Abstract

Sticks and staves are some of ancient Egypt’s most versatile tools: they can function as badges of status, walking aids, tools for farmers, weapons for guards, or any combination of these. Though earlier studies have examined the names and types of staves from all periods of ancient Egypt, no former scholarship has exclusively examined the ways in which sticks are used in tomb decoration from the 18th Dynasty. By looking at how the staves are used in elite tomb decoration, one is able to understand how the staff had both a practical use as well as symbolic meaning associated with it. The current study focuses on elite tomb decoration from the 18th Dynasty necropoleis of Memphis, Amarna, Thebes, and el-Kab. What follows is a survey of known 18th Dynasty staves, either from excavated contexts or museum collections, to see how the physical evidence matches with what is depicted in the tombs, as well as to understand the role of this artifact within ancient Egyptian burials during the 18th Dynasty. Results indicate that some sticks served multiple purposes: used as a sign of social rank, but also as a tool with which to punish or protect. Other sticks, however, are used exclusively as funerary offerings or badges of status for the figure carrying them. Additionally, it has been found that officials, after death, carry both the mdw staff and the wAs scepter to indicate their divine transformation. This is due to the staves’ associations with the cardinal directions, embalming tents, and/or their frequent use by deities. The physical survey of sticks shows that staves were an important part of the burial of the deceased, and that they were either purpose-made funerary offerings or daily life objects which were then ritually transformed into sacred items. The deceased, in the afterlife, used their sticks to aid in achieving divine status, traverse the path between this world and the next, and to indicate their authority amongst the dead.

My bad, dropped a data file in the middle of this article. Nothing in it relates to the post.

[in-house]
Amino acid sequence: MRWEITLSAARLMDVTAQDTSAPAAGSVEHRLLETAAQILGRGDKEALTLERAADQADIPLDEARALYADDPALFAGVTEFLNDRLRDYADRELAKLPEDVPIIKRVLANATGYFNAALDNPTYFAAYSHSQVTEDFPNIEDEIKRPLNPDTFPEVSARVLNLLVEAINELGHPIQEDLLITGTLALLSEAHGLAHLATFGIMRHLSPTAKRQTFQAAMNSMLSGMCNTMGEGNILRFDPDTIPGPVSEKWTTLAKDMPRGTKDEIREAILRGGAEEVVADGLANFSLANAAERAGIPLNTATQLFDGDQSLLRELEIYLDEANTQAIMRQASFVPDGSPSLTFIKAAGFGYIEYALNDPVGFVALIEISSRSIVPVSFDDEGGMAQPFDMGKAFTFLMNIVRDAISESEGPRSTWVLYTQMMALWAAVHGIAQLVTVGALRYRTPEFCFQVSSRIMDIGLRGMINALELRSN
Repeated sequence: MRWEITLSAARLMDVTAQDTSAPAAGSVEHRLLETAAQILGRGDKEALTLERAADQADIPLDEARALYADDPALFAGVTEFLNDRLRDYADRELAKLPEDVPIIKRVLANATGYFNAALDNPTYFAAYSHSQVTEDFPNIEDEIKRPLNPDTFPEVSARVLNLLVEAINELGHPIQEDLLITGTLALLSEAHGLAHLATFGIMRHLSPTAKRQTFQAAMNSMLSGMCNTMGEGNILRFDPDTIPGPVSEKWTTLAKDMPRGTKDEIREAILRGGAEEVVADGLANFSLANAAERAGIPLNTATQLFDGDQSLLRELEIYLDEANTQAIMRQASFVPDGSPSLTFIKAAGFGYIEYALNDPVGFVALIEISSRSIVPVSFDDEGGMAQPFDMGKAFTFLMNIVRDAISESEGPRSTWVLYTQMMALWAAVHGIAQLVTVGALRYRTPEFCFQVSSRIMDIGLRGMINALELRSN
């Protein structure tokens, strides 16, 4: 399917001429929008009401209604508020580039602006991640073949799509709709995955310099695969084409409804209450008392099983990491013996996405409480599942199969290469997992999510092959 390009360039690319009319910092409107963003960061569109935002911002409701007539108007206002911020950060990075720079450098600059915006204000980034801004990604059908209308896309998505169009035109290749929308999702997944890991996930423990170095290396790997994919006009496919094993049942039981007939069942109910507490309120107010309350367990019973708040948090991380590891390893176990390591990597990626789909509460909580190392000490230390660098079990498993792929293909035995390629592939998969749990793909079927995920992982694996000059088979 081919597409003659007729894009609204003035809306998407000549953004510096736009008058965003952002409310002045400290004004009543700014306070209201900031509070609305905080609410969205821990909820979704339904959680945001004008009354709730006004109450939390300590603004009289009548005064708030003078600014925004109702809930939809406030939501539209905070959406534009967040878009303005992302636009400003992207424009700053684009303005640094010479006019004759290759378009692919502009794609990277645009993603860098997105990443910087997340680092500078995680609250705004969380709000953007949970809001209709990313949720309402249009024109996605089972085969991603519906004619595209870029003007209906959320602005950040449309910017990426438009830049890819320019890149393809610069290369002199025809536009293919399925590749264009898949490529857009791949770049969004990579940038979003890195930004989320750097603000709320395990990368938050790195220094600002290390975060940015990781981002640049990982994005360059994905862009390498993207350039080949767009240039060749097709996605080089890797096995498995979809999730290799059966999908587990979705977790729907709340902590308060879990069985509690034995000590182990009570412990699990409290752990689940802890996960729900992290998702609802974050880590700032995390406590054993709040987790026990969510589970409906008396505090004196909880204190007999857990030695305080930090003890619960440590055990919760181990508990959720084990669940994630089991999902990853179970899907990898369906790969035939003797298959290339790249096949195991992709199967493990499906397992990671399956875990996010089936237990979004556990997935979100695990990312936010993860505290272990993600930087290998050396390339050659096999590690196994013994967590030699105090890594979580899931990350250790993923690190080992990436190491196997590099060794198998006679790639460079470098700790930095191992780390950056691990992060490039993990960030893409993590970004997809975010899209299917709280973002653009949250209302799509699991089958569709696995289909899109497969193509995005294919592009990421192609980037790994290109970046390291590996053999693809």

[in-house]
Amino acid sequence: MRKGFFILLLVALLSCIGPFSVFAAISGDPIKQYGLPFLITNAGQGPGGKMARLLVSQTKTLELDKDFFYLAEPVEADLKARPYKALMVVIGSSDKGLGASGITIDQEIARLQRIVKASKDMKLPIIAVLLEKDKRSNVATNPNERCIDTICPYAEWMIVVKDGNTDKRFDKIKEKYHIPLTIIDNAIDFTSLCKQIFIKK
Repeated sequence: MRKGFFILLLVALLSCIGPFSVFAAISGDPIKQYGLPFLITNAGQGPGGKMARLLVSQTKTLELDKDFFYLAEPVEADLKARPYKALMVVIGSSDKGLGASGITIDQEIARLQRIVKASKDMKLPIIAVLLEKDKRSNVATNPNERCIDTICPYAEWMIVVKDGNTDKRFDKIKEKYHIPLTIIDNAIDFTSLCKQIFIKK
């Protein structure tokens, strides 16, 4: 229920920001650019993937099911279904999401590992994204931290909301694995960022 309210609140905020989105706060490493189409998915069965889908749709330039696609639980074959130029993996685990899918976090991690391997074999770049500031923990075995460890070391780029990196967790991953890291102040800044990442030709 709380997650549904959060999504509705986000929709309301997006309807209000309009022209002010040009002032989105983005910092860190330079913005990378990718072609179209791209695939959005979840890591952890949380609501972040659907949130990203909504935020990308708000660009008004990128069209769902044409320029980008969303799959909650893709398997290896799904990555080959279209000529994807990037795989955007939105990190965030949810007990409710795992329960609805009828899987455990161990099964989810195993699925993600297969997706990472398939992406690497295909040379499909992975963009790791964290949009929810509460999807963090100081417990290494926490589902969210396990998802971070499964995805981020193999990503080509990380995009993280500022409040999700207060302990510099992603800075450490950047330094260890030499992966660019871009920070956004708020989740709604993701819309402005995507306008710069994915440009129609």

Department

Sociology, Egyptology & Anthroplology Department

Degree Name

MA in Egyptology & Coptology

Graduation Date

Fall 2015

Online Submission Date

1-22-2016

First Advisor

Salima Ikram

Committee Member 1

Lisa Sabbahy

Committee Member 2

Fayza Haikal

Document Type

Master's Thesis

Extent

267 p.

Rights

The author retains all rights with regard to copyright. The author certifies that written permission from the owner(s) of third-party copyrighted matter included in the thesis, dissertation, paper, or record of study has been obtained. The author further certifies that IRB approval has been obtained for this thesis, or that IRB approval is not necessary for this thesis. Insofar as this thesis, dissertation, paper, or record of study is an educational record as defined in the Family Educational Rights and Privacy Act (FERPA) (20 USC 1232g), the author has granted consent to disclosure of it to anyone who requests a copy.

IRB

Not necessary for this item

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